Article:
Sermon, October 17, 2021 – Pentecost 21

We Don’t Know What We’re Asking

There’s an old bit of wisdom that states that if one really doesn’t want to know the answer to a particular question, then don’t ask the question.  In today’s reading from the book of Job in the Hebrew scriptures and from the Gospel we hear examples of question being asked that in hindsight probably were better off unspoken.

Job up to this point has been asking questions and getting unsatisfactory answers about the calamities and misfortunes that have befallen him.  His friends have attempted to answer those questions using the theological and psychological perspectives of their day.  The friends’ intentions are good in that they are doing their best to bring Job some comfort in the midst of his grief.  In spite of their well meaning attempts to bring comfort, Job’s questions and laments grow in magnitude.  Suddenly, God speaks to Job out of a whirlwind.  Instead of answering Job’s questions, because there really are no answers, God begins to question Job – asking him about the presence and role in creation. 

In the Gospel, James and John ask Jesus for the honor of sitting on either side of him in the heavenly realm.  I can see Jesus putting his face in his hands because, once again, the disciples don’t get the picture.  Ever since Jesus began to talk about the reason for going to Jerusalem, he has been speaking in terms of sacrifice and servanthood not power and prestige.  James and John make a request, and it triggers the hostility of the other disciples (who probably been thinking the same thing as James and John). 

Like the story from Job, Jesus turns the tables on them and asks two simple questions: 1) can you drink from the cup that I will drink, and 2) can you accept the baptism that awaits me?

To “drink the cup” was a metaphor for suffering. Baptism is used here in a similar sense to signify self-emptying love. Later Paul would write, “Do you not know that all of us who have been baptized into Christ Jesus were baptized into his death?” (Rom. 6:3). Their sharing in the Messiah’s triumph includes participation in his sacrificial death.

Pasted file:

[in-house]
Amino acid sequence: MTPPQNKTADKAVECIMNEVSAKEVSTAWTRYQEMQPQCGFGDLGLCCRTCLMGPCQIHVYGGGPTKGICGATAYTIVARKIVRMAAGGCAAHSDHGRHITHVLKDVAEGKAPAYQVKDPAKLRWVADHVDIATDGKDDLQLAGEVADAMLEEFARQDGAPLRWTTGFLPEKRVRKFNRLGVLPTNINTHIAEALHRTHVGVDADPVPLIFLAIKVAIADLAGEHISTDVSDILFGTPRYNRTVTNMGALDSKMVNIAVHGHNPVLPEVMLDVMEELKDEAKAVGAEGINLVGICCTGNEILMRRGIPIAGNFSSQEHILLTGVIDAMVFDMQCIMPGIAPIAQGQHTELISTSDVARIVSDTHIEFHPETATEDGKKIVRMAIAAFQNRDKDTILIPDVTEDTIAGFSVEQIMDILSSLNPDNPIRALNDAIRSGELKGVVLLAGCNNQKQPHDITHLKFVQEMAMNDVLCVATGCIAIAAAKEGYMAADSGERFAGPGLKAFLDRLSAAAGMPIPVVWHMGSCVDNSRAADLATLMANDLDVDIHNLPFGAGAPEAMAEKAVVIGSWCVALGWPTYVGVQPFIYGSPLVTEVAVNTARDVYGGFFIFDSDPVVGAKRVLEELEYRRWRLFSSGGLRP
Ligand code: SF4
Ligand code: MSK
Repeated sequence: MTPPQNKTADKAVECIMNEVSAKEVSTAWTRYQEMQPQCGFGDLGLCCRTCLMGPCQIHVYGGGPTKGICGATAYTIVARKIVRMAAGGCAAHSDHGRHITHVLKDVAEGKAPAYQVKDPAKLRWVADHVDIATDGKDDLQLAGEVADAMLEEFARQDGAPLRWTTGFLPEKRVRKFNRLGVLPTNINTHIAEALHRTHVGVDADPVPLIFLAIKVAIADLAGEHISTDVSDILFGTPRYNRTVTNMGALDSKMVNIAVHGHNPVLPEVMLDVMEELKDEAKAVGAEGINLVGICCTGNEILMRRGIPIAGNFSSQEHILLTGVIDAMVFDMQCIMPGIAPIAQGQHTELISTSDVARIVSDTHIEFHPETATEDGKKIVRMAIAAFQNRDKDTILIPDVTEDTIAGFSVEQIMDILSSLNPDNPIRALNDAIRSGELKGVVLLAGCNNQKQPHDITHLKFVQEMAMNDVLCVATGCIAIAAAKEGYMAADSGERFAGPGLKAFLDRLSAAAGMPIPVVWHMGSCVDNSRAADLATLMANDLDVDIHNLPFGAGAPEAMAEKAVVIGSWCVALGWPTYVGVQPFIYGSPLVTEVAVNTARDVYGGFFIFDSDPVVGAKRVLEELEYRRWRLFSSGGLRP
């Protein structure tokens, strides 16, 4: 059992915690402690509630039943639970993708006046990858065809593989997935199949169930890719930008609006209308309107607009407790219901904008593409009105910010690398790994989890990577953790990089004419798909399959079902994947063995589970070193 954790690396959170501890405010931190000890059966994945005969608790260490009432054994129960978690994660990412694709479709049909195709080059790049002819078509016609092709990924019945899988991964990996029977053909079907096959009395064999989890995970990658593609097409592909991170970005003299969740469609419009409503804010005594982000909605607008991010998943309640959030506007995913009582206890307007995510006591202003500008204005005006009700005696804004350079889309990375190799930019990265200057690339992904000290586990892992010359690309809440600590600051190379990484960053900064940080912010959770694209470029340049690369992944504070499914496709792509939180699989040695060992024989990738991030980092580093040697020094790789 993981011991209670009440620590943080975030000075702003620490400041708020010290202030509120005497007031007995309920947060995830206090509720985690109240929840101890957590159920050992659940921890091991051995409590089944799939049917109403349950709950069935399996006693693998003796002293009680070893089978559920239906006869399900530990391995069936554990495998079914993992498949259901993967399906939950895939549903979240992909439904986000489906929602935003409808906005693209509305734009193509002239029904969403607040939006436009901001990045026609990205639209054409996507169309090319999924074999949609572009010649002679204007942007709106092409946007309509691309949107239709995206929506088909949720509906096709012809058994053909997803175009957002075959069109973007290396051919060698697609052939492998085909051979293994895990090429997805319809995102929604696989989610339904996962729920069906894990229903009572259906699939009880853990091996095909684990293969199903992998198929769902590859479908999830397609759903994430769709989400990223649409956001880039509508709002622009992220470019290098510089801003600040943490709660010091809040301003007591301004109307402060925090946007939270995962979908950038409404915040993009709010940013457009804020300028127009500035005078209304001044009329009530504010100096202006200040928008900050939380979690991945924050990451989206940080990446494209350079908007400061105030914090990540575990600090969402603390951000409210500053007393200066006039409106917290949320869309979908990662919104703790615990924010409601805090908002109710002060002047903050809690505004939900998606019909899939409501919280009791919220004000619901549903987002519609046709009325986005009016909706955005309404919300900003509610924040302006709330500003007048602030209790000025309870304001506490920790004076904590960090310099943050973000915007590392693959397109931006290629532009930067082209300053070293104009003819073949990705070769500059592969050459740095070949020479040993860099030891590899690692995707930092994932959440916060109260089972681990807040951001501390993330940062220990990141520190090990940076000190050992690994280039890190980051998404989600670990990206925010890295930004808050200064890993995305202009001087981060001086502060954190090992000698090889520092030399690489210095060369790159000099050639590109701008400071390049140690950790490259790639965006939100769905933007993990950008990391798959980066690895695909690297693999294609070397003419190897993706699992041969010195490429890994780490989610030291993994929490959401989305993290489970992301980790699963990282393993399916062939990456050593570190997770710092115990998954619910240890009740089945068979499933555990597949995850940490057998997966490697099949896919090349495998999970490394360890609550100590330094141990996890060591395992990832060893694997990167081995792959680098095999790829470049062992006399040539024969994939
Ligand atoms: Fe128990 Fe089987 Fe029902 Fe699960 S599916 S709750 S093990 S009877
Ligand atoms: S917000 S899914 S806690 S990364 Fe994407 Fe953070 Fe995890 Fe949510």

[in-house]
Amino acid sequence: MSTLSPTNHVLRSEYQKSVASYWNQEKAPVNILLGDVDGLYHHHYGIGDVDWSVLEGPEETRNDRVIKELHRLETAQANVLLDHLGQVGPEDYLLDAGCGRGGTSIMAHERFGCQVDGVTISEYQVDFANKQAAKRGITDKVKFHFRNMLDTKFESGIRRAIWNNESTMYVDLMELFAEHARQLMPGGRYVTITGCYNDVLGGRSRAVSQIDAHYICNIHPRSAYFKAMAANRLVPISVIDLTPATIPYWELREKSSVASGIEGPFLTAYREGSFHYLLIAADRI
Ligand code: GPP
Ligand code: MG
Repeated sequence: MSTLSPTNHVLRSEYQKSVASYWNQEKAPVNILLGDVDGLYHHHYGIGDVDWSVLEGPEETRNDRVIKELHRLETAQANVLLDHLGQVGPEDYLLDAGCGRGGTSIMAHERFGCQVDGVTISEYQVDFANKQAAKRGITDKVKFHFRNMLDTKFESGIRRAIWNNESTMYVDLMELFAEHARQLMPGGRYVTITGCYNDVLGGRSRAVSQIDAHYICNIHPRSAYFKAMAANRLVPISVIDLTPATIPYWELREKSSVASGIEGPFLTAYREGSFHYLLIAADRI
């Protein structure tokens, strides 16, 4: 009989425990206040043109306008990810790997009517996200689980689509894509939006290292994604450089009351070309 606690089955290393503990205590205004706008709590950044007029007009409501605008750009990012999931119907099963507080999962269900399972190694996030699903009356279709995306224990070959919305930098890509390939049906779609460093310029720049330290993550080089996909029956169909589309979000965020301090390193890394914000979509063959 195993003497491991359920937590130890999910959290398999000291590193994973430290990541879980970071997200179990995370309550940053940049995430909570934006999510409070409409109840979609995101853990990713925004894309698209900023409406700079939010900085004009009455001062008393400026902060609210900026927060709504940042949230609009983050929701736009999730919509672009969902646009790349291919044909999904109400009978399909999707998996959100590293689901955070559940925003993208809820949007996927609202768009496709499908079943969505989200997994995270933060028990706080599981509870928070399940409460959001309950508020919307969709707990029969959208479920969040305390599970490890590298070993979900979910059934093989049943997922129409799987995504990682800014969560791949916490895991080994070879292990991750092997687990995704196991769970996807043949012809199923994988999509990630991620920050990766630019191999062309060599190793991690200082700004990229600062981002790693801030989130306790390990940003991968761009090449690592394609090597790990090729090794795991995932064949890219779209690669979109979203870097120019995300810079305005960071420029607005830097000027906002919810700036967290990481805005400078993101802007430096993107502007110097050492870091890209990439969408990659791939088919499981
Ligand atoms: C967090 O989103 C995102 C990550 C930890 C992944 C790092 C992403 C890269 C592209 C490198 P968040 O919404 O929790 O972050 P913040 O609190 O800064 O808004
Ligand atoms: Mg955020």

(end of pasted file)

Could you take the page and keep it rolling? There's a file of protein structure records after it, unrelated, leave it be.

James and John once again show their misunderstanding when they confidently reply that they are able to drink this cup; however, at the time of Jesus’ arrest and crucifixion, they will desert him (Mk. 14:50). Jesus responds that they may share the cup that he himself will drink, but “to sit at my right hand or at my left” (v. 40) is not his to grant. Only God the Father can decide who occupies these preeminent positions. In an ironic twist, it is two thieves who would share the places of honor in Jesus’ glory — not on a heavenly throne but at the crucifixion. To sit at the right or left hand of Jesus is to be included in his final suffering.

The other disciples are enraged by the presumptuous actions of James and John. Thus, beginning in verse 42, Jesus addresses all of them with teachings about true leadership. In a society that prized power, status, and honor, the followers of Jesus were to take a different path — that of servant leadership. The heart of discipleship is service and not privilege. And those who perform such service do it with no thought for recognition. Those who merely reflect the values of this world ultimately can do nothing to transform it.

The person who is truly great is the one who seeks always to provide for the needs and welfare of others — the one who is ready to be the slave of all. In God’s Kingdom the quest for individual power and status is replaced by humility and service to others. Jesus models this service, as the one who “came not to be served but to serve” (v. 45a). Discipleship is not about effectiveness or success as the world sees it, with immediate and predictable results, but whether or not we have faithfully followed Jesus’ example.

What this means for us is that we are called to be servants of one another, as well as to the entire human family.  The late Gayle Sayers entitled his autobiography, I am Third, which explicitly outlined his priorities in order of importance.  For Sayers, God was first, others (including family) were second, and he placed himself last. 

Are we going to get this right all the time?  Of course not, that’s why we come back to this place Sunday after Sunday to confess our shortcomings, receive forgiveness and the assurance of the grace to keep going, and finally the spiritual food and drink to continue the journey.  Thus encouraged we go out into the world to serve the world in our Lord’s name.  Knowing that all of our questions will be answered, even those that we know better than to ask; or, as the old Gospel hymn reminds us:

Farther along we’ll know all about it,

Farther along we’ll understand why;

Cheer up, don’t worry, live in the sunshine.

We’ll understand it all by and by.

W.B. Stevens


Leave a Reply

Your email address will not be published.

This site uses Akismet to reduce spam. Learn how your comment data is processed.